Walk up Stiperstones – Manstone Rock & Devils Chair from The Bog
A short walk up the popular summit of Stiperstones in Shropshire
|5.74 km||161 m||1.5-2 hours|
Calculate the time using Naismith’s Rule and factor in your own pace.
Start and Finish: The Bog Visitor Centre
The Bog Visitor Centre serves incredible cake, tea and coffee as well as hosting a number of stalls showcasing local produce and craft. There are a number of highly regarded pubs in the area in particular The Stiperstones Inn.
Although the route is well trodden and the paths are obvious, the path along the tops are very rocky, these need some care, especially when wet. Also climbing the rocky outcrops can be dangerous and supervision is advised where necessary.
Public Transport: Traveline for UK Public Transport
Parking and Post Code for Sat Nav (where applicable): SY5 0NL
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Walk up Stiperstones – Manstone Rock & Devils Chair from The Bog Route Map and GPX Download
Walk up Stiperstones – Manstone Rock & Devils Chair from The Bog Details
The Stiperstones are a distinctive hill in Shropshire’s Area of Outstanding Natural Beauty. Formed some 480 million years ago, during the last ice age the summit stood out above the glaciers and was subject to constant freezing and thawing which shattered the quartzite into a mass of jumbled scree surrounding several residual rocky tors.
This area is easily accessible, and navigation is straight forward, however scrambling on these rocky outcrops including Manstone Rock (536m) and Devils Chair can be a real joy for those seeking an adrenaline rush. This range also holds National Nature Reserve status and a Site of Special Scientific Interest, one can see many ranges of nesting birds, insects, flora and fauna.
Manstone Rock & Devils Chair Route Details
1) From the car park take a right onto the road and follow it up and round to the left, take a left-hand path on the bend and leave the road as it snakes right. Head through the first gate on the right-hand side of the drive, making sure you take the public footpath and not the house/farm. Keep heading along this trail passing through three gates, traveling in a Northerly direction for roughly 1.4km.
2) You will come to a junction with a path on your right-hand side heading in an Easterly direction. Take this path, you will see Devils Chair in front of you in the distance on the higher ridge. Continue along here as it meanders around and on to the higher ridge.
3) You eventually come to a junction on the high ridge where you will see a cairn, take the right-hand turn towards the rocky outcrops now heading in a Southerly direction. Continue along this trail cutting through the rocky outcrops including Devils Chair and Manstone Rock, standing 536m high with a trig point on top. Here you can scramble (with care) on the unique rocky tors. This ridge is roughly 2.3km long and whilst the first section is very obvious, the second half is made up of different interlocking paths, feel free to pick up the different paths but make sure you don’t lose any height either side of the ridge and keep close to the rocky outcrops.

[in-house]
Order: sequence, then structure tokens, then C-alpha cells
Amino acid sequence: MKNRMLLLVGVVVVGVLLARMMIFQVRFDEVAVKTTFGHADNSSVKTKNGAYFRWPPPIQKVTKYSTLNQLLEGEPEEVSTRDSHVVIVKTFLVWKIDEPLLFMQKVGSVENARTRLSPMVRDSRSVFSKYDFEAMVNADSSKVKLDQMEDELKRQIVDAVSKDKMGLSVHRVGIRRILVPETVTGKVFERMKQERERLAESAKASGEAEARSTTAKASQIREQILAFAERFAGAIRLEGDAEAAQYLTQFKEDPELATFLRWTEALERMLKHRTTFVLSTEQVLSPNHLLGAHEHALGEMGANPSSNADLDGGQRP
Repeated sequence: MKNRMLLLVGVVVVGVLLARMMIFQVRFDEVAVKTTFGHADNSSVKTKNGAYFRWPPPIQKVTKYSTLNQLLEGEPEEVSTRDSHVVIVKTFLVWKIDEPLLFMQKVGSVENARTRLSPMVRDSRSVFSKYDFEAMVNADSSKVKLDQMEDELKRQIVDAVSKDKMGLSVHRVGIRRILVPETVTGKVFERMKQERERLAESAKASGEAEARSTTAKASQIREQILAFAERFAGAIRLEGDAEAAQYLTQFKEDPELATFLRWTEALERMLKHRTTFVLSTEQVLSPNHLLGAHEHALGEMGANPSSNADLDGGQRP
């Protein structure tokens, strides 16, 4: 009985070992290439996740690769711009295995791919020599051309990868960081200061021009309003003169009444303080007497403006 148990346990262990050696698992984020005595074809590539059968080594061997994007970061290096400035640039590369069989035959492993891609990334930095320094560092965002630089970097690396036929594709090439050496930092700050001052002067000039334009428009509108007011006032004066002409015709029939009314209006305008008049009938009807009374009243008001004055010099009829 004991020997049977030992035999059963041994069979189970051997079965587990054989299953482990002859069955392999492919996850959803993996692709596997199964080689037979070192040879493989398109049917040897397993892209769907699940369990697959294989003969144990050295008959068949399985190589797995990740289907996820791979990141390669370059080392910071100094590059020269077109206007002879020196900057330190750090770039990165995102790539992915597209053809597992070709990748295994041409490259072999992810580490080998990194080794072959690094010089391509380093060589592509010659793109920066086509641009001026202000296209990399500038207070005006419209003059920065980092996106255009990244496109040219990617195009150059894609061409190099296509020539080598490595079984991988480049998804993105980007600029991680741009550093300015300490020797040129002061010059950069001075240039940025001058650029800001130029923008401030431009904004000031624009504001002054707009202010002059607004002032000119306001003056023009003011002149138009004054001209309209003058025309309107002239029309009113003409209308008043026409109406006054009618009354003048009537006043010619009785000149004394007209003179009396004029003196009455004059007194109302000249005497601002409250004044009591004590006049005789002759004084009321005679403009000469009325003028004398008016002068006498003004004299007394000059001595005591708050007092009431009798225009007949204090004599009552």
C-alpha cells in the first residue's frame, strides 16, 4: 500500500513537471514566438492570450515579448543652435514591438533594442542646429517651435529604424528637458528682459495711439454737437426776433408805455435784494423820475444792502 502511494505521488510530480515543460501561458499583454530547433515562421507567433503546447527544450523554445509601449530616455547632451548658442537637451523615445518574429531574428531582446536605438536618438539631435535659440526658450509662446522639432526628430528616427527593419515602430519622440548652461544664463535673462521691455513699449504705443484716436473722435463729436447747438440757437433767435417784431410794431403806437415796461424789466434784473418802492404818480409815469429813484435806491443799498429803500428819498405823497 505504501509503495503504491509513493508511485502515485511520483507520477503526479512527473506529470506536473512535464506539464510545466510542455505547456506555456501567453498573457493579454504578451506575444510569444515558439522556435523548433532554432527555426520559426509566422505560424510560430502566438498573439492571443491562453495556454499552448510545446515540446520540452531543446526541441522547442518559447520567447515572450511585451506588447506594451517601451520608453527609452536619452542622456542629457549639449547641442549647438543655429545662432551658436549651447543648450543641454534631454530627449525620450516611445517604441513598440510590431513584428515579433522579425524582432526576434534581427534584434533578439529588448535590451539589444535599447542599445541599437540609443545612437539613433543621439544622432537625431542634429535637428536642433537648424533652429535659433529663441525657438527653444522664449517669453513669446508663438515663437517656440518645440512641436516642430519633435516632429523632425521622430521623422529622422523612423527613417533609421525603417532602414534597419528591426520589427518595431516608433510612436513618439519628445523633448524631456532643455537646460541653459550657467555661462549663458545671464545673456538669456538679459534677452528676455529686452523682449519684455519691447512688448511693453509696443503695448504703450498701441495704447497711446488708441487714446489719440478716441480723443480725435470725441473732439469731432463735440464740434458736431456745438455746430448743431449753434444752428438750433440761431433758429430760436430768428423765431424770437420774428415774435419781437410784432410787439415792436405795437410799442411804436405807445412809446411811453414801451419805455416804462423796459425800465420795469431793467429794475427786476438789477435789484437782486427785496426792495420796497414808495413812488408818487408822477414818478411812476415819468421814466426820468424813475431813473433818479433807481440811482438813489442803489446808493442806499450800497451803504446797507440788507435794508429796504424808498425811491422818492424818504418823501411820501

4) As you lose height maintaining the same heading, the path snakes down the hill, hitting two gates before exiting the onto the tarmacked road (*), take a right hand turn onto this road as it snakes left and back down to the car park / route finish.
(*) At this point instead of taking a right down the road, a stile directly ahead will take you across to Nipstone rock, a lovely longer variation when weather is permitting!
The Legend of the Stiperstones
As the legend goes, the Devil was actually planning to use his load of stones to fill in the valley on the other side of the Stiperstones, which is known as Hell’s Gutter.
Unfortunately for him, as he got up after his rest on the highest rock of the Stiperstones, his apron strings snapped and the rocks tumbled out.
Instead of picking them up, the Devil left the rocks scattered all over the ridge – the mucky pup – and the legend has it that you can smell the brimstone on them in hot weather.
However, the claim that the Devil wears an apron is quite unique and the legend doesn’t offer an explanation for this.
Perhaps he was doing a spot of washing up for Mrs Satan when he had a compulsion to fill up that irritating valley in Shropshire with rocks.
Mind you, this isn’t the end of the Devil’s involvement on this rocky outcrop.
The Evil Guy is also said to use the Devil’s Chair as… er… a chair.
On the longest night of the year, according to legend, he sits on his chair and summons all his local followers – witches and evil spirits, mainly – and they choose their king for the year.